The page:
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“It was just heartbreaking and also like it made my heart grow but broke my heart. I was going through a roller coaster of emotions after reading all of this. But I remember at one point in the night, Jérôme had come back and said to himself, I had never seen so many people in this room, and I thought it was such an incredible experience. And just one of those moments when they are so rare in life , where you can really look at your work and look at the people consuming your work and say to yourself, oh I did something good.

Since launching her show at Lone Wolf, Leanne has attracted more people to other work. She said that although she has had other offers for gallery exhibitions, she is not interested in pursuing this until she has more work and another topic she wants to share. She has a few upcoming collaborations and an observation zine is in the works. Currently, you can sign up for her weekly newsletter on her website, LeanneRenee.com.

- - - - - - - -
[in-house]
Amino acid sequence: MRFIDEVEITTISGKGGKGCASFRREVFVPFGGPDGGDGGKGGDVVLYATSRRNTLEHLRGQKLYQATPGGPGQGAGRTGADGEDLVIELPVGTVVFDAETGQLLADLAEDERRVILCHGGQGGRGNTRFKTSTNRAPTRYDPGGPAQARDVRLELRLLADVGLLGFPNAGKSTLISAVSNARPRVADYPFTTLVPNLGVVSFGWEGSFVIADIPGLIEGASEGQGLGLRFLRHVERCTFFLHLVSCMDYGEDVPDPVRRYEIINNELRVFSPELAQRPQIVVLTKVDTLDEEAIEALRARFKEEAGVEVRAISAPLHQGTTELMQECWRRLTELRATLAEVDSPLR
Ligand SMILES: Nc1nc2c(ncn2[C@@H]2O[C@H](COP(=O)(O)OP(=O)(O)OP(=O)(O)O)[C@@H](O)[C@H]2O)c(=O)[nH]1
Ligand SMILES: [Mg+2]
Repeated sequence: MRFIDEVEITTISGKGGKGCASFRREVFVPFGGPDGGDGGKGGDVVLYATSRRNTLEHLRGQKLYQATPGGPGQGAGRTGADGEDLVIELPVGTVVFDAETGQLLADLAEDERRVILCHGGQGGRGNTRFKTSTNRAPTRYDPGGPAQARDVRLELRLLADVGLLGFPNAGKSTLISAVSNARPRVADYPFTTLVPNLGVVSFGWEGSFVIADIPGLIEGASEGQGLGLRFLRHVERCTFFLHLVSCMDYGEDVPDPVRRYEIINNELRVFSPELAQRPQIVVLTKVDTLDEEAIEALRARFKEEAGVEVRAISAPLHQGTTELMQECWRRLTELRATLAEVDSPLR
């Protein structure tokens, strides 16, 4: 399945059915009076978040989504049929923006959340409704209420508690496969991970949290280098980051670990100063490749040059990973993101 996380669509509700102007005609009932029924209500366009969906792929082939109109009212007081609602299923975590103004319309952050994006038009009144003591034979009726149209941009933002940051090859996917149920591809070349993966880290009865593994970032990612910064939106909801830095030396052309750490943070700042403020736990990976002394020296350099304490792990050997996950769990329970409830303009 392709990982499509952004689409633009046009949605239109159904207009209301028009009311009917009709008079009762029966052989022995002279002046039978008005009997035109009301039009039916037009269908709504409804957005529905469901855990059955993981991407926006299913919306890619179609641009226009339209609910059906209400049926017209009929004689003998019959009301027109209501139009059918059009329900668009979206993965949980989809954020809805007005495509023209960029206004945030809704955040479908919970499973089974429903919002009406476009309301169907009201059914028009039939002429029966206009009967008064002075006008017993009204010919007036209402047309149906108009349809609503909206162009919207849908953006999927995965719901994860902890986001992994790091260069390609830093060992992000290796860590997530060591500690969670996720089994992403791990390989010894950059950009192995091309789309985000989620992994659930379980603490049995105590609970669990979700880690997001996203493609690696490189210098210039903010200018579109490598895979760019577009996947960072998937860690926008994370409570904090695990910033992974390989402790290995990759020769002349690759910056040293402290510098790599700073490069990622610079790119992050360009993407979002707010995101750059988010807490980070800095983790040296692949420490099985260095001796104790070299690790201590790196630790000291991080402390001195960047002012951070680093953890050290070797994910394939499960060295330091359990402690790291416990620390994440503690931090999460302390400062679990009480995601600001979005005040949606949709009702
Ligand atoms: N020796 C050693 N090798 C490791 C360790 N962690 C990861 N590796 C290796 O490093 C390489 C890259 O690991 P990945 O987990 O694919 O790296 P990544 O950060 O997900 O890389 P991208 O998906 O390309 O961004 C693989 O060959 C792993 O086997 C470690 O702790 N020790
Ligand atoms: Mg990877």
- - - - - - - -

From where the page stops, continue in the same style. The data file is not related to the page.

“It’s usually just some writing and some illustrations when I go for my walks, which is my favorite time of day.”

Continuing, Leanne still wants to share her love of the city and the people here and continue in this observational work like “Midnight in The Garden of Good and Evil”, but with a softer approach.

“If you think of [the people in the movie], nothing has really changed. It’s always the same. Again, that’s the cyclical thing, and that’s what’s beautiful about the cyclical side of Savannah, I guess you can easily compare these people [in my work] to this movie too.

To find more information about Leanne Renee, you can go to her website leannerenee.com or follow her on Instagram @leanne.reneeillu.